Island Hospital gave its first doses of COVID-19 vaccine to 81 health care providers this past Thursday and expects to have most of its providers vaccinated this week.
Dr. Rachel Mank, an emergency room physician, was the first at the hospital to receive the vaccine.
“I am super grateful to be vaccinated,” Mank said as she waited on a numbered chair, set up for the 15-minute precautionary observance after receiving a dose. Those who receive a vaccine are encouraged to download the app “V-safe,” which can be used to report any side effects and to set a reminder to get the second dose.
The hospital was scheduling three more days of vaccinations this week for health care providers across Fidalgo Island who meet qualifications for the first phase of distribution.
Meanwhile, another Island Hospital staff member tested positive for COVID-19 in the past week, bringing the total to 13 since March. As of Monday, the hospital also admitted four more patients, bringing that total to 34.
As of Monday night, Skagit County had reached 41 deaths and almost 200 patients hospitalized since March.
The county has reported 3,184 confirmed cases, with one-third of those since Dec. 1. There were 253 positive cases reported in the 10 days since Christmas.
The doses given Thursday were provided by Skagit County Public Health. Island Hospital expects its first state allotment this week, enough to give first doses to around 400 more health care providers, enough to cover all of the hospital’s clinical, medical and patient-facing staff by week’s end, spokesperson Laura Moroney said Monday.
There was plenty of excitement for the first round last week, which happened to fall on New Year’s Eve. A music playlist set a joyful tone with tracks like “Hit Me With Your Best Shot” and “Here Comes the Sun” as medical personnel arrived to receive doses at three vaccination stations.
Anita McCoy, director of quality, was one of the staff members giving vaccinations.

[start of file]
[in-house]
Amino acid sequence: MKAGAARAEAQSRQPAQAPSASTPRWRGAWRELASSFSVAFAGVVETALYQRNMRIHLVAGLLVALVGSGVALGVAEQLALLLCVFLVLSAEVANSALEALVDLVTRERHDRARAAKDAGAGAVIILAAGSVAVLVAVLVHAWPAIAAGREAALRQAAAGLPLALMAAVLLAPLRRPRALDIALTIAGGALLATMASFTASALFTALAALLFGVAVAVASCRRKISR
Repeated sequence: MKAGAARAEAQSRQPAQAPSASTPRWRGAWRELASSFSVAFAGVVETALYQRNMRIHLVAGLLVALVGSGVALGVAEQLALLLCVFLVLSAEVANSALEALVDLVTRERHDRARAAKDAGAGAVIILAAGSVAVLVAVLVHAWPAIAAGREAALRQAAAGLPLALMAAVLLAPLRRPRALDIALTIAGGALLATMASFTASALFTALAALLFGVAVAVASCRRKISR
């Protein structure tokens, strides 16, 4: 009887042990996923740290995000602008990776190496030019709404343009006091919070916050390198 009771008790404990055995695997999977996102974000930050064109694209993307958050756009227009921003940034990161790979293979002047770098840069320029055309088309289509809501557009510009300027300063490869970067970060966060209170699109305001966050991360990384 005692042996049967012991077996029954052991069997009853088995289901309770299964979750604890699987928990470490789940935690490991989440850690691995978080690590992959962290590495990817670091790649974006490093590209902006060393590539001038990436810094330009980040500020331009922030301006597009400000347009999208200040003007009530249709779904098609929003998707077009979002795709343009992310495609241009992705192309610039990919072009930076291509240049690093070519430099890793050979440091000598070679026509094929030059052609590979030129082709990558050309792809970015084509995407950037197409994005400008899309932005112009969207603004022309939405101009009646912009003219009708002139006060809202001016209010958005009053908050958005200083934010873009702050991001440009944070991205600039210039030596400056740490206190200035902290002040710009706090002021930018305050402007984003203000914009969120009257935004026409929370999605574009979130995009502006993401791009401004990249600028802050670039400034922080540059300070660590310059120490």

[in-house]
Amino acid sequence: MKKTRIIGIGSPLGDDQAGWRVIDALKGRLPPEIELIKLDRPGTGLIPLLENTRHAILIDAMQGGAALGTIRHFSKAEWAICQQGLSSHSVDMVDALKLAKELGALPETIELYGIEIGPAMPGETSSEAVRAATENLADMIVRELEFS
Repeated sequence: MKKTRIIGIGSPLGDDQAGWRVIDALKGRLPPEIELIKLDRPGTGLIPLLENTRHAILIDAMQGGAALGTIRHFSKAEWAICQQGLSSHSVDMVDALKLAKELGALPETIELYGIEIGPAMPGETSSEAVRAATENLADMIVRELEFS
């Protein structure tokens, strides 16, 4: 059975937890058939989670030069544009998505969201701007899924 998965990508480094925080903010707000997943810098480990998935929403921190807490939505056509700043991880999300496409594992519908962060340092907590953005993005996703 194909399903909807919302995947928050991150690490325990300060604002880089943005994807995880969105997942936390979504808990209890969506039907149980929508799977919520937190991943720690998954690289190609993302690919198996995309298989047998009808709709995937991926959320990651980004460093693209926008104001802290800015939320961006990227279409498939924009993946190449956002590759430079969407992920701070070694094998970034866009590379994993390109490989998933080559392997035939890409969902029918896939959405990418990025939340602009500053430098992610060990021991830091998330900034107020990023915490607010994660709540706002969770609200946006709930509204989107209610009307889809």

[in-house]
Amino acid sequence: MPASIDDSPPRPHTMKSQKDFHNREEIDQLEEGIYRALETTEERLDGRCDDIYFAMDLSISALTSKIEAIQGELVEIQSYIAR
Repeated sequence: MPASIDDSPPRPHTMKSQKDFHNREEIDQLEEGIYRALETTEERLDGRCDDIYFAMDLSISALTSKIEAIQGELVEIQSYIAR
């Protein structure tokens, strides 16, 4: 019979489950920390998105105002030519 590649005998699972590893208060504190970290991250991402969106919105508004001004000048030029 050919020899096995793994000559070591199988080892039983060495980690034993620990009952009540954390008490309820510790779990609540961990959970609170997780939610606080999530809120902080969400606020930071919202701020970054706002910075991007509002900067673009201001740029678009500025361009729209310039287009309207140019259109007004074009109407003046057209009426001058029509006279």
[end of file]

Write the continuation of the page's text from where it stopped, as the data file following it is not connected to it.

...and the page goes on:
“It’s nice to finally get the vaccine into people,” she said. “It’s a good way to end the year.”
The Associated Press reported that as of Monday, more than 4.5 million people had been vaccinated out of more than 15 million doses the U.S. government has shipped to the states. But that falls well short of the 20 million goal the government intended to have done before 2021.
Distribution in Washington is taking a phased approach as vaccine doses become available. An interim plan updated Dec. 20 was put forth by the Centers for Disease Control and Prevention and the Advisory Committee on Immunization Practices.
The first group of Phase 1 includes all health care personnel and long-term care facility patients. The second group includes frontline essential workers and persons age 75 and older. The third includes people ages 65-74, people with high-risk medical conditions ages 16-64 and essential workers not previously eligible.
Phase 2 includes all people 16 and older not previously eligible. No COVID-19 vaccination has yet been authorized for children under age 16.
Island Hospital CEO Charles Hall has said the entire process to reach the majority of the public could take nine months and has urged people to remain patient and diligent about health safety protocols such as masks and social distancing.
The two vaccines so far with FDA authorization are made by Moderna and Pfizer.